Friday, July 2, 2010

Japan - Hokkaido

I was delighted when my company announced that 2009 Sales Conference will be held in Hokkaido. The trip, originally planned for March was postponed when we hit a rough patch in delivering Q1 2010 budget. We finally make it to Hokkaido in June 2010. Upon arrival at the newly opened Chitose International Terminal Building, we were greeted by local guides who are also Malaysian, living in Japan for many years.

Hokkaido (北海道) is the northernmost of Japan's four main islands. Home to Japan's aboriginal Ainu race, Hokkaido continues to represent the untamed wilderness with many great national parks but our itinerary covers only Sapporo (the capital and by far the largest city in Hokkaido), Otaru (harbour city with a canal) and Noboribetsu (Hokkaido's largest hot spring resort).

Sapporo or "important river flowing through a plain" in Ainu language, became famous after the 1972 Winter Olympic Games. Today, the city is well known for its ramen, beer and annual snow festival which is held in February. Places we visited in Sapporo:

Nijo market - a public market in central Sapporo where locals and tourists shop for fresh local produce and seafood such as crabs, salmon eggs, sea urchin and various fresh and prepared fish. Many from our group tried sea urchin and sushi while the most popular purchase is dried scallops. I find Nijo market a let-down compared to the fish market I've visited in Ibaraki as well as the seafood markets on the ground floor of the restaurant where we had our lunches during our stay in Hokkaido.

Sapporo Clock Tower (Tokeidai) is the symbol of Sapporo's past. Development in Hokkaido started much later than the rest of Japan and many ideas from around the world have come together to make the city a bit different from the rest of Japan. This outside influence can be seen in Sapporo’s famous Clock Tower which is now a National Important Cultural Property. It was originally constructed as a drill hall of the Sapporo Agricultural College. In 1881, the Boston's clock was added to the building. Today it houses a small museum and used for various cultural activities. It is one of the most photographed buildings in Sapporo but is it worth seeing?'s just an ordinary clock tower that you will not miss.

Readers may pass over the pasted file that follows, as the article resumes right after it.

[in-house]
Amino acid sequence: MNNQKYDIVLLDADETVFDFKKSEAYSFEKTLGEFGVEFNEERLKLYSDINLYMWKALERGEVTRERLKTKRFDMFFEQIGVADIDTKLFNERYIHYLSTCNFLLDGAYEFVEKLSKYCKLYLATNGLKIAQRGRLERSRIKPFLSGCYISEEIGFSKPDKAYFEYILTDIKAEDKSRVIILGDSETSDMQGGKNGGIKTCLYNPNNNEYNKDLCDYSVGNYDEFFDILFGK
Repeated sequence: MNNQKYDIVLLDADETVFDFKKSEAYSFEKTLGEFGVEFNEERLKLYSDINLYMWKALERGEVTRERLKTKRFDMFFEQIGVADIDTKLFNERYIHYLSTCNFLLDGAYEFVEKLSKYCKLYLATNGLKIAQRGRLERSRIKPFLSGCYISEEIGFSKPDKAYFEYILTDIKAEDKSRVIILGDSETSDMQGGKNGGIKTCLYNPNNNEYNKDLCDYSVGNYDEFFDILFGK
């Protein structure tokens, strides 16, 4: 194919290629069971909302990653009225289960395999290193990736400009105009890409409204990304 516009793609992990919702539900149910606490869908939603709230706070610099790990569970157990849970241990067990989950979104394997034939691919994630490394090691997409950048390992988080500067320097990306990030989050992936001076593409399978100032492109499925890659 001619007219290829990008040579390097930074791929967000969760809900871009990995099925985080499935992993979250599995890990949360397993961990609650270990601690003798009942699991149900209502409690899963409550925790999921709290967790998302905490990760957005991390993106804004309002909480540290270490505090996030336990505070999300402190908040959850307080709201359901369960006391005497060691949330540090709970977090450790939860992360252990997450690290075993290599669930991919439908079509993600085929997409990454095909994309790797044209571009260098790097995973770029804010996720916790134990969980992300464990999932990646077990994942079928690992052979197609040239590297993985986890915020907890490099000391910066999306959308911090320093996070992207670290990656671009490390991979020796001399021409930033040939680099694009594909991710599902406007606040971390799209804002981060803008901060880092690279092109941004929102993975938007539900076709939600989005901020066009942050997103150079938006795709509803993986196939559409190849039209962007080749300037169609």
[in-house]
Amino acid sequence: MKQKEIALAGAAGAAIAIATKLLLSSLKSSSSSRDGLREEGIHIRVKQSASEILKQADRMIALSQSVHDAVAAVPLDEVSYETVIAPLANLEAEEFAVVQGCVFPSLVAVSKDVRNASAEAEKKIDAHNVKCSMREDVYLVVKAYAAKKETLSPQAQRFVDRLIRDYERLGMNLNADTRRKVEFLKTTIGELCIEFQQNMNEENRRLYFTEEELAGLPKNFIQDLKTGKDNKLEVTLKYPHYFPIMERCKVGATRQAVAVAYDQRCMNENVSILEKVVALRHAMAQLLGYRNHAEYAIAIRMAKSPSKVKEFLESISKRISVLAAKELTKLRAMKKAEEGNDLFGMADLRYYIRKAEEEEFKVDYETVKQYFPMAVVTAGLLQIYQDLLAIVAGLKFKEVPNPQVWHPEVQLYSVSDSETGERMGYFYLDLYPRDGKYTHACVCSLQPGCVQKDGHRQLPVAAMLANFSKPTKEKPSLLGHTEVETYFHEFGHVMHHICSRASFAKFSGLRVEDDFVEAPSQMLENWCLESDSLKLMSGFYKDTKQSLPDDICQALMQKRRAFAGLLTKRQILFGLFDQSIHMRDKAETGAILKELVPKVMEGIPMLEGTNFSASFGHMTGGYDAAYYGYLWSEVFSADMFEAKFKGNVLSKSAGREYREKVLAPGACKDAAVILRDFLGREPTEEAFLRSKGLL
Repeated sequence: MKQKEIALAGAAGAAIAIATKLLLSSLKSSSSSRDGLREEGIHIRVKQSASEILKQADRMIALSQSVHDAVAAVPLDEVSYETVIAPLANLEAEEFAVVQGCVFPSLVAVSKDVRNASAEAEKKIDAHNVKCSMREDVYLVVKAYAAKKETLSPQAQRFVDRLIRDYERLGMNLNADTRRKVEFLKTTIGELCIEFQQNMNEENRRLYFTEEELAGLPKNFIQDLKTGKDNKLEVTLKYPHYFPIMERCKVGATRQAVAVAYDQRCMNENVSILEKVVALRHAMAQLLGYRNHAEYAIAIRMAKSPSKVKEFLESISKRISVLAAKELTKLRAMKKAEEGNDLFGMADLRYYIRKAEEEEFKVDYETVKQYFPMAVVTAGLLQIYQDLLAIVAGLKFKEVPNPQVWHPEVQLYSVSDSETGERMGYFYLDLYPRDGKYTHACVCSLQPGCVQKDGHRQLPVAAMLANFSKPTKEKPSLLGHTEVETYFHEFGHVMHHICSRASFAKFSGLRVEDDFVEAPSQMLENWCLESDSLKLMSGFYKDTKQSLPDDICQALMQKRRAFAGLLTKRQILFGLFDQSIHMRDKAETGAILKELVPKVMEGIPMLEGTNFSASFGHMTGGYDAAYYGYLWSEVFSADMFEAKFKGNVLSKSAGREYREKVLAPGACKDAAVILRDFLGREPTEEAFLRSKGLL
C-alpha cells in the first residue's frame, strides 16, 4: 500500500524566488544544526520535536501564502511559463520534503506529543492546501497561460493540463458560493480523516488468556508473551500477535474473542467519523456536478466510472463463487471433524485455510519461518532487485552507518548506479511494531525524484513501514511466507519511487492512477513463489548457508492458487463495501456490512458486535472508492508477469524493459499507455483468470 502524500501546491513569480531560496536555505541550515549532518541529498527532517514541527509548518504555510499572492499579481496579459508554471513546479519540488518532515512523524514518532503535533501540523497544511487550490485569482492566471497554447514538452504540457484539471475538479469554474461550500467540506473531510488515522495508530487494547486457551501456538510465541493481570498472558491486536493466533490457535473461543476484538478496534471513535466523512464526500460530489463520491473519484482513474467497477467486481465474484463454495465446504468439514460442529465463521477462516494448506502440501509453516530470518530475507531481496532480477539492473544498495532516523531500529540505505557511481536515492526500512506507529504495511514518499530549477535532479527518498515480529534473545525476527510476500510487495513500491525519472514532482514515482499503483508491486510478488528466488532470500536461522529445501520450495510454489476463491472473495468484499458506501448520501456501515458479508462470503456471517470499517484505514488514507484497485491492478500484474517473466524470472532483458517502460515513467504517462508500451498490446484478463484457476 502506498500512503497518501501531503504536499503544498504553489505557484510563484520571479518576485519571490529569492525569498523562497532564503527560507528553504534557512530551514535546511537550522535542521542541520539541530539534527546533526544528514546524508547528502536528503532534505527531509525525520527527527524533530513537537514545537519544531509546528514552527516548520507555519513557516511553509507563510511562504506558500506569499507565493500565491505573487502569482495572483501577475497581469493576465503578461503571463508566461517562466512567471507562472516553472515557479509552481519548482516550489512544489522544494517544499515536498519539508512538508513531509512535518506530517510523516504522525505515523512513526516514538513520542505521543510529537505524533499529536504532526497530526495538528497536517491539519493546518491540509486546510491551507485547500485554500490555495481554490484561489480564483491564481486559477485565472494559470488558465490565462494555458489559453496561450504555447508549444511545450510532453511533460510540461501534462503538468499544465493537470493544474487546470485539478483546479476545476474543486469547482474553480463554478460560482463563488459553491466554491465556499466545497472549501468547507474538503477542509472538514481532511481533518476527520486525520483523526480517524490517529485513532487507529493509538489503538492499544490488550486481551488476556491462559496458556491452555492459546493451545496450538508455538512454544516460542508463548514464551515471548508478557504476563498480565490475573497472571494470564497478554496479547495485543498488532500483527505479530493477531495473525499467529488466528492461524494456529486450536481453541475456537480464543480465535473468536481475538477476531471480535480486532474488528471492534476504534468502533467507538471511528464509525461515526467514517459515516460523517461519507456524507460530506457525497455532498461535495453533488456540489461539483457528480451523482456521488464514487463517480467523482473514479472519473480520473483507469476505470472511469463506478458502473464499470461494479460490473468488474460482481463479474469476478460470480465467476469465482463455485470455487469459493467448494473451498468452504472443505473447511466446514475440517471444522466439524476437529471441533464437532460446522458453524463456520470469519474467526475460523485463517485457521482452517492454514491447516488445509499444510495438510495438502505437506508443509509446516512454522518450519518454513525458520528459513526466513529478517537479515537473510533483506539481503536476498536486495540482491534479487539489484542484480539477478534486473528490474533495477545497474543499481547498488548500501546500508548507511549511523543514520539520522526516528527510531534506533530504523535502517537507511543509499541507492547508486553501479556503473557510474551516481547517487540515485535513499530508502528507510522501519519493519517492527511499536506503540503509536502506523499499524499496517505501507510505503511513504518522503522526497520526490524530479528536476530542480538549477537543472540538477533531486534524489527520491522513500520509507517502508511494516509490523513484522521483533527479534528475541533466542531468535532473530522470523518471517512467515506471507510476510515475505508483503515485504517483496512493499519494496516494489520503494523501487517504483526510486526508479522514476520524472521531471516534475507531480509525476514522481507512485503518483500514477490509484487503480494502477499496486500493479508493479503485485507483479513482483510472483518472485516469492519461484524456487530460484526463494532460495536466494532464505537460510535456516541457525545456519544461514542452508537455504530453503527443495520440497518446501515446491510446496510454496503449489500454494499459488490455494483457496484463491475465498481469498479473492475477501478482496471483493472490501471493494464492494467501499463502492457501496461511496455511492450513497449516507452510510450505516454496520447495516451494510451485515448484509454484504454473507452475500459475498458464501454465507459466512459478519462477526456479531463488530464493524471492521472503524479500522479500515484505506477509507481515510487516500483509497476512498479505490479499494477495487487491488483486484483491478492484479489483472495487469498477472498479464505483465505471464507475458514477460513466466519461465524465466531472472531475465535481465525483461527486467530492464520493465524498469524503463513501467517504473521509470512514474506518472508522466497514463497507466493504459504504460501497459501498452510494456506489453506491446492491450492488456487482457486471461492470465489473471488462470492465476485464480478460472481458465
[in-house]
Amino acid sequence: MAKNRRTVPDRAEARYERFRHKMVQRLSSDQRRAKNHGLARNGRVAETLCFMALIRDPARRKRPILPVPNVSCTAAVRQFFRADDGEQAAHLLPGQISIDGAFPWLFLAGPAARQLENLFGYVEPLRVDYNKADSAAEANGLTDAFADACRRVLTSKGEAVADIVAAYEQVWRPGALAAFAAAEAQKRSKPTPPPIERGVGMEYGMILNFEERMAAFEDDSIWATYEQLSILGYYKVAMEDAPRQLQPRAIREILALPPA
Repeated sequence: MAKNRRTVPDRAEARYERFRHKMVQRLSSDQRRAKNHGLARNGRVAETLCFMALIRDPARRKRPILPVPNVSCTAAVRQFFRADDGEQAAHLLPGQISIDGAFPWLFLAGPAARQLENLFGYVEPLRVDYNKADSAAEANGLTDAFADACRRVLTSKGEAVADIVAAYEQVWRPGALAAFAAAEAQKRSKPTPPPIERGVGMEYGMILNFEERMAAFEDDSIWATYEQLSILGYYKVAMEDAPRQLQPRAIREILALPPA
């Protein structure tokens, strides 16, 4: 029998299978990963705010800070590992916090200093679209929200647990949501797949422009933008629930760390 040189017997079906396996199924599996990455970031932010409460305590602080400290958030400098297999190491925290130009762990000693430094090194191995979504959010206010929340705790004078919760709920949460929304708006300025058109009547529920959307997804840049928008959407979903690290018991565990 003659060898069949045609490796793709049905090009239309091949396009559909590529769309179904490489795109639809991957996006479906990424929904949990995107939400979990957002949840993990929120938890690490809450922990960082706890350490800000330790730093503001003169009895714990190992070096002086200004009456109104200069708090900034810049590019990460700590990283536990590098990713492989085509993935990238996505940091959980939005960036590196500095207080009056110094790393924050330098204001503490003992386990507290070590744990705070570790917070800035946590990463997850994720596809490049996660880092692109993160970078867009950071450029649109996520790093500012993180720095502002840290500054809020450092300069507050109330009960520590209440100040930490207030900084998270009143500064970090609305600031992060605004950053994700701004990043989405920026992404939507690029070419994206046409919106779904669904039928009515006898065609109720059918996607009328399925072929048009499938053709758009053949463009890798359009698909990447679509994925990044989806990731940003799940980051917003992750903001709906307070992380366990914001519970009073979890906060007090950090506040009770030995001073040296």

Odori Park - the broad median of Odori ("large street") separates Sapporo city into North and South. The park stretches over twelve blocks and offers pleasant green space during the warmer months. In February, it stages the annual Sapporo Snow Festival. In summer, it is just like any other park but in winter, it is transformed into a winter wonderland.

At the eastern end of Odori Park stands the TV Tower with an observation deck that offers nice views of Odori Park and the city of Sapporo. The TV Tower was built in 1957, modeled after France’s Eiffel Tower and it is the fourth tallest tower in Japan.
Susukino is well known as Japan's largest entertainment district north of Tokyo. It is packed with stores, bars, restaurants, karaoke shops, pachinko parlors and red light establishments but the area is as safe as anywhere else in Japan. Along the street, we saw many young men (or rather boys to me) promoting "drinking or chatting companionship" for outlets (mostly bars and karaokes) which are located in the high rise buildings. It is the place to meet all the quaint and sparkling denizens of Sapporo that come out to play at lights out.

Of special interest to noodle lovers is the Ramen Yokocho, a narrow lane lined with nothing but hole-in-the-wall ramen shops serving the famous Sapporo ramen, each with it's own secret soup. The oldest is Rai Rai Ken - one of the first encountered on the left hand side if you enter the alleyway from the north. The owners have been running the shop for more than 40 years. I was told that Hong Kong TVB's ramen epicure program was shot in Ramen Valley. If you follow the program, you would know which outlet has the best ramen but if you don't, the easiest way is to peep into the shop and see whether there are customers or simply join the long queue. I did not try out the ramen as I was just too full after the sumptuous crab (king crab, snow crab and hairy crab) buffet at Ori No Sapporo Restaurant.

Asahi Beer Brewery - we arrived Asahi Brewery on Sunday and instead of viewing the packaging line from behind windows, we were ushered into a theatre by the beautiful Japanese receptionist. We spent about 15 mins watching the video on Asahi beer production which left many of us envious as this is the only job where drinking is allowed during working hours. After the short video clip, we proceeded to the half an hour "all you can drink" Asahi beer/soft drink/tit-bits tasting session. While it says "all you can drink", if you are seen to be too drunk, you can be denied of more beer by the attendance. For Muslim, there's beer with "0" alcohol too. For those who do not like beer, Asahi also produces juices and isotonic drinks.